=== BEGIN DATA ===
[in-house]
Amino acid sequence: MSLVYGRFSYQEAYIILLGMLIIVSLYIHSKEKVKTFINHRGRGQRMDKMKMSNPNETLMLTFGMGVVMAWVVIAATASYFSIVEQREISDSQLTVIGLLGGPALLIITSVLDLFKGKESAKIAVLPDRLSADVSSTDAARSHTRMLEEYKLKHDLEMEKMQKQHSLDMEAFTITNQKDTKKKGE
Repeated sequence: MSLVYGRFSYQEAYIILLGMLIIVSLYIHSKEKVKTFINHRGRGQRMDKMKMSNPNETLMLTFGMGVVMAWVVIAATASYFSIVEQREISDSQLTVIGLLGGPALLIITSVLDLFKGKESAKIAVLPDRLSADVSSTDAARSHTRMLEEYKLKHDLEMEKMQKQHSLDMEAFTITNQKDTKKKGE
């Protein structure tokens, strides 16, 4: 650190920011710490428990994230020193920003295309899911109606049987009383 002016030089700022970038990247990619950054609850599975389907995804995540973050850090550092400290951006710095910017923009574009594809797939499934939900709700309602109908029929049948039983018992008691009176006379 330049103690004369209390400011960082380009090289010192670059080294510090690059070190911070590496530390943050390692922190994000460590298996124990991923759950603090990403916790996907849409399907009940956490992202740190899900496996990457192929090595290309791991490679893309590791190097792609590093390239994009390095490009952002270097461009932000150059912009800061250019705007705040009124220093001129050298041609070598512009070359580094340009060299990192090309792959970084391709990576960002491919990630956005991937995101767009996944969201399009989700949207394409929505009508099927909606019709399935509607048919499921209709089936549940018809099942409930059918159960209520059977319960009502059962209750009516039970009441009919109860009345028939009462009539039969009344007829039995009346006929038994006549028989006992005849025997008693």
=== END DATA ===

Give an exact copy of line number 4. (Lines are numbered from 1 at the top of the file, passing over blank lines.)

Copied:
């Protein structure tokens, strides 16, 4: 650190920011710490428990994230020193920003295309899911109606049987009383 002016030089700022970038990247990619950054609850599975389907995804995540973050850090550092400290951006710095910017923009574009594809797939499934939900709700309602109908029929049948039983018992008691009176006379 330049103690004369209390400011960082380009090289010192670059080294510090690059070190911070590496530390943050390692922190994000460590298996124990991923759950603090990403916790996907849409399907009940956490992202740190899900496996990457192929090595290309791991490679893309590791190097792609590093390239994009390095490009952002270097461009932000150059912009800061250019705007705040009124220093001129050298041609070598512009070359580094340009060299990192090309792959970084391709990576960002491919990630956005991937995101767009996944969201399009989700949207394409929505009508099927909606019709399935509607048919499921209709089936549940018809099942409930059918159960209520059977319960009502059962209750009516039970009441009919109860009345028939009462009539039969009344007829039995009346006929038994006549028989006992005849025997008693």